Commit c5dc7028 authored by Art Pelling's avatar Art Pelling
Browse files

change external doc urls to https

parent cb787bae
......@@ -102,13 +102,13 @@ parameter values which maximises reduction error.
In the following we will walk through the thermal block demo step by
step in an interactive Python shell. We assume that you are familiar
with the reduced basis method and that you know the basics of
[Python](<http://www.python.org>) programming as well as working
[Python](<https://www.python.org>) programming as well as working
with {{ NumPy }}. (Note that our code will differ a bit from
`thermalblock.py` as we will hardcode the various options the script
offers and leave out some features.)
First, start a Python shell. We recommend using
[IPython](<http://ipython.org>)
[IPython](<https://ipython.org>)
```
ipython
......
......@@ -26,7 +26,7 @@ FEniCS and deal.II support
pyMOR now includes wrapper classes for integrating PDE solvers
written with the `dolfin` library of the `FEniCS <https://fenicsproject.org>`_
project. For a usage example, see :meth:`pymordemos.thermalblock_simple.discretize_fenics`.
Experimental support for `deal.II <http://dealii.org>`_ can be
Experimental support for `deal.II <https://dealii.org>`_ can be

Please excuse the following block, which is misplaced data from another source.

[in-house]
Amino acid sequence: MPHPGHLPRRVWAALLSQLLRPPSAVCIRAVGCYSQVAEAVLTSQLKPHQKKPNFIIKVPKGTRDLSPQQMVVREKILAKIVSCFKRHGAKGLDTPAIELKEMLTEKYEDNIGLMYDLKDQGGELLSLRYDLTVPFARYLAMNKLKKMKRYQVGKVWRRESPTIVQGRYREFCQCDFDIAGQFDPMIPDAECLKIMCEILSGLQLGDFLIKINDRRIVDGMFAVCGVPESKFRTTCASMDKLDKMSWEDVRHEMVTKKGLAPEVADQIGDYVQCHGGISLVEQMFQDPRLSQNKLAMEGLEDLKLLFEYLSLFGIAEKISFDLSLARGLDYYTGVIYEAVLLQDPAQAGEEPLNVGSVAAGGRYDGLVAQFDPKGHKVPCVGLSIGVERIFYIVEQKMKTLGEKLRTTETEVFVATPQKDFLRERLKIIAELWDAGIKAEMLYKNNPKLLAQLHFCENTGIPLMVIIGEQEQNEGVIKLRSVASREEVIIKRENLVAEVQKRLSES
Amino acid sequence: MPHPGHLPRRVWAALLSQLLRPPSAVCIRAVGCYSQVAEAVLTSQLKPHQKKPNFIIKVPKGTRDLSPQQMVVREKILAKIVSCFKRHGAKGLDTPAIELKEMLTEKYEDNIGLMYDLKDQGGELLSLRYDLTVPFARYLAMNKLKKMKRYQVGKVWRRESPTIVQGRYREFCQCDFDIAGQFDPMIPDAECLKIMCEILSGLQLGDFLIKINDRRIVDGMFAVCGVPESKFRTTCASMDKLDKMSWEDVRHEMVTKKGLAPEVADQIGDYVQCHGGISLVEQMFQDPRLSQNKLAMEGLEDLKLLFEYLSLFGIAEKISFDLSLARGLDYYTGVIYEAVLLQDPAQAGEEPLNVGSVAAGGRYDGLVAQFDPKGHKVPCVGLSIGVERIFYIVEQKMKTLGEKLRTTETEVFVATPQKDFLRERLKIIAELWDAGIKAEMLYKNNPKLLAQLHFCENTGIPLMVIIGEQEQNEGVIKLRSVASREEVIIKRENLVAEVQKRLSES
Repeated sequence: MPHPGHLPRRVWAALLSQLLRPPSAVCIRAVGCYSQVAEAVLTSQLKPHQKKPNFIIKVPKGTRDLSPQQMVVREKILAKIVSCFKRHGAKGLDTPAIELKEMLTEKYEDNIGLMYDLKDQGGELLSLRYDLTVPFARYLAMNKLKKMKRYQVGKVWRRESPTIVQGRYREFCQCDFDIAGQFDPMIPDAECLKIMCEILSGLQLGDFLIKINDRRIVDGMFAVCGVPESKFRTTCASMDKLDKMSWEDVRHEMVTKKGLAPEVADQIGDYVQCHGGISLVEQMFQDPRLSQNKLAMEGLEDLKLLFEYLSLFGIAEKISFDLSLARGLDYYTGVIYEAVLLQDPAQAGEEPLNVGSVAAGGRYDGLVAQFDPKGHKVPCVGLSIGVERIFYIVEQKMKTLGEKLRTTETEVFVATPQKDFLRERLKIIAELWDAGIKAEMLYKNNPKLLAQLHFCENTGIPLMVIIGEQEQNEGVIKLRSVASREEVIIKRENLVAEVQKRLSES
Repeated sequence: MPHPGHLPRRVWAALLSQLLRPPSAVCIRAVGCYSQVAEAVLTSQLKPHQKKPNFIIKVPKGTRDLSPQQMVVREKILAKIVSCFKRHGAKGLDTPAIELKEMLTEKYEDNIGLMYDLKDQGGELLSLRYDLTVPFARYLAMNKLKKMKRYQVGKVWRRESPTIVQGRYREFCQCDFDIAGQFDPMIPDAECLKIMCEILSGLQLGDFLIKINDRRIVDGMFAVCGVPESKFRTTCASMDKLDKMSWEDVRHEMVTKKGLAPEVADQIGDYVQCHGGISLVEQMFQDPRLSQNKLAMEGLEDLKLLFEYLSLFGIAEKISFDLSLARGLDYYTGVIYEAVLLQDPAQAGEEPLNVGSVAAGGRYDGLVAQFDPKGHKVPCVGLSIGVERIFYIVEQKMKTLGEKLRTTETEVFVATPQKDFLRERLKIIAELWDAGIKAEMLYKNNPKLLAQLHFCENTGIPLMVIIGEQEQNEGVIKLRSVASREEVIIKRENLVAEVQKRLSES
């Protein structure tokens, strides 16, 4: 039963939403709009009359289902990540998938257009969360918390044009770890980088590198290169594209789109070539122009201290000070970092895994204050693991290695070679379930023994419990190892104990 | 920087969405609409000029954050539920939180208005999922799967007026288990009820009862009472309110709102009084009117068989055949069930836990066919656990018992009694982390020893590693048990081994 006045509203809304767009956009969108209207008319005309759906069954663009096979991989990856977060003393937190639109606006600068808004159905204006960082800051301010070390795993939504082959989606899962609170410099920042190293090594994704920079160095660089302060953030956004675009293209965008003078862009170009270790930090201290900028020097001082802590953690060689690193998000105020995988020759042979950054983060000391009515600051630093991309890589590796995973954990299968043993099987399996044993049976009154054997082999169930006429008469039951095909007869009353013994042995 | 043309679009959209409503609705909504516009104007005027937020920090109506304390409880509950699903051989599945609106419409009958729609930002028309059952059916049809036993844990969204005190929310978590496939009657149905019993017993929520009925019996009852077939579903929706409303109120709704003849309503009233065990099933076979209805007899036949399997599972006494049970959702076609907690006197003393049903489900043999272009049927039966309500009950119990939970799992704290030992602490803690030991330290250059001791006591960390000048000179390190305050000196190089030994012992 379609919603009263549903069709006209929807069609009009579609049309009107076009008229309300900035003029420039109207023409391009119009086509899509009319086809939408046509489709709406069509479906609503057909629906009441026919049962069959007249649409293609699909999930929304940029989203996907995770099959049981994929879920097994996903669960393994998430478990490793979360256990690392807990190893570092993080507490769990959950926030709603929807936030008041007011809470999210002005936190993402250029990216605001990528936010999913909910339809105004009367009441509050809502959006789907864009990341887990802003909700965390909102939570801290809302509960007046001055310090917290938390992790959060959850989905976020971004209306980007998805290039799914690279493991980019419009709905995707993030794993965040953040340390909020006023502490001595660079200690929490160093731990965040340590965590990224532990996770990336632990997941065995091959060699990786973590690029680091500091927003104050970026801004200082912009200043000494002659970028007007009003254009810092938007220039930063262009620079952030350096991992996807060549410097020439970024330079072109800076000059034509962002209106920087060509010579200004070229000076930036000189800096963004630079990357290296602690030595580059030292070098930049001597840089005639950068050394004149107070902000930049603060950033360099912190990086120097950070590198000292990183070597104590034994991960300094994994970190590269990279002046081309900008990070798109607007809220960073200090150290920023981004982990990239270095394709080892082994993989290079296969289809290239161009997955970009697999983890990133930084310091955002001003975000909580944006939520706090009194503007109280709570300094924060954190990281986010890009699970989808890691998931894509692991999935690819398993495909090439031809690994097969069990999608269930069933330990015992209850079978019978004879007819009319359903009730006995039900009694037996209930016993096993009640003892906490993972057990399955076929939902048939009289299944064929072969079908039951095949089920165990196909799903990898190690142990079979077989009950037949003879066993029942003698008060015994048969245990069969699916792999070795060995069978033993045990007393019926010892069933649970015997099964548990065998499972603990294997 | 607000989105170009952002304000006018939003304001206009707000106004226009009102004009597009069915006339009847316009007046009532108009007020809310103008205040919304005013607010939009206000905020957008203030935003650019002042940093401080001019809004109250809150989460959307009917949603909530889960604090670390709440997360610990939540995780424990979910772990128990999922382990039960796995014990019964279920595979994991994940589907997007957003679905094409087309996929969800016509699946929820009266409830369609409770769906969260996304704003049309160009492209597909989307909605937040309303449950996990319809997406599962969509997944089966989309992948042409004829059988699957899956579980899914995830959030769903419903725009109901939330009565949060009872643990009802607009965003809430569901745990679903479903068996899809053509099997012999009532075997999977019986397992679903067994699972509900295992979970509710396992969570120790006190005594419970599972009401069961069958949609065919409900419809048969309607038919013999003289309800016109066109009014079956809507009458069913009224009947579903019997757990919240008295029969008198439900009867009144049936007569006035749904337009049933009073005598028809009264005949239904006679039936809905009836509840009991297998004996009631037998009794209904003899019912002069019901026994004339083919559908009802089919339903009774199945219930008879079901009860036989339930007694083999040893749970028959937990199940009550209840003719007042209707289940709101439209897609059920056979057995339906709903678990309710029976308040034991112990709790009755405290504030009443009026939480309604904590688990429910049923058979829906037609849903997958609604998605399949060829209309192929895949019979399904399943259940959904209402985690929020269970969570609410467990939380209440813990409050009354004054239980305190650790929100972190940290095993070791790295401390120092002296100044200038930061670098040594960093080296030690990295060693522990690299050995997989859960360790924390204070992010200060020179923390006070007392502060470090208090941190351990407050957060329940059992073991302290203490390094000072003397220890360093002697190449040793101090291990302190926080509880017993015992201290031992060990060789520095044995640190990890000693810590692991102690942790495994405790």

found in the `pymor-deal.II <https://github.com/pymor/pymor-deal.II>`_
repository of the pyMOR GitHub organization.
......
......@@ -203,7 +203,7 @@ Creating Models
pyMOR ships a small (and still quite incomplete) framework for creating finite
element or finite volume discretizations based on the `NumPy/Scipy
<http://scipy.org>`_ software stack. To end up with an appropriate
<https://scipy.org>`_ software stack. To end up with an appropriate
|Model|, one starts by instantiating an |analytical problem| which
describes the problem we want to discretize. |analytical problems| contain
|Functions| which define the analytical data functions associated with the
......
......@@ -163,7 +163,7 @@ construct the right-hand side vector for our problem.
This completes the {download}`model.cc <minimal_cpp_demo/model.cc>`.
This extension module needs to be compiled to a shared object that the Python interpreter can import.
We use a minimal [CMake](<http://cmake.org/>) project that generates makefiles for us to achieve this.
We use a minimal [CMake](<https://cmake.org/>) project that generates makefiles for us to achieve this.
First we make sure pybind11 can be used:
......
......@@ -5,7 +5,7 @@
"""Visualization of grid data using Qt.
This module provides a few methods and classes for visualizing data
associated to grids. We use the `Qt <http://www.qt-project.org>`_ widget
associated to grids. We use the `Qt <https://www.qt-project.org>`_ widget
toolkit for the GUI.
"""
from pymor.core.config import config
......
......@@ -3,7 +3,7 @@
# License: BSD 2-Clause License (https://opensource.org/licenses/BSD-2-Clause)
# The following implementation is based on
# http://code.activestate.com/recipes/414283-frozen-dictionaries/
# https://code.activestate.com/recipes/414283-frozen-dictionaries/
class FrozenDict(dict):
......
......@@ -1815,7 +1815,7 @@ def do_setup():
except EnvironmentError:
pass
# That doesn't cover everything MANIFEST.in can do
# (http://docs.python.org/2/distutils/sourcedist.html#commands), so
# (https://docs.python.org/2/distutils/sourcedist.html#commands), so
# it might give some false negatives. Appending redundant 'include'
# lines is safe, though.
if "versioneer.py" not in simple_includes:
......
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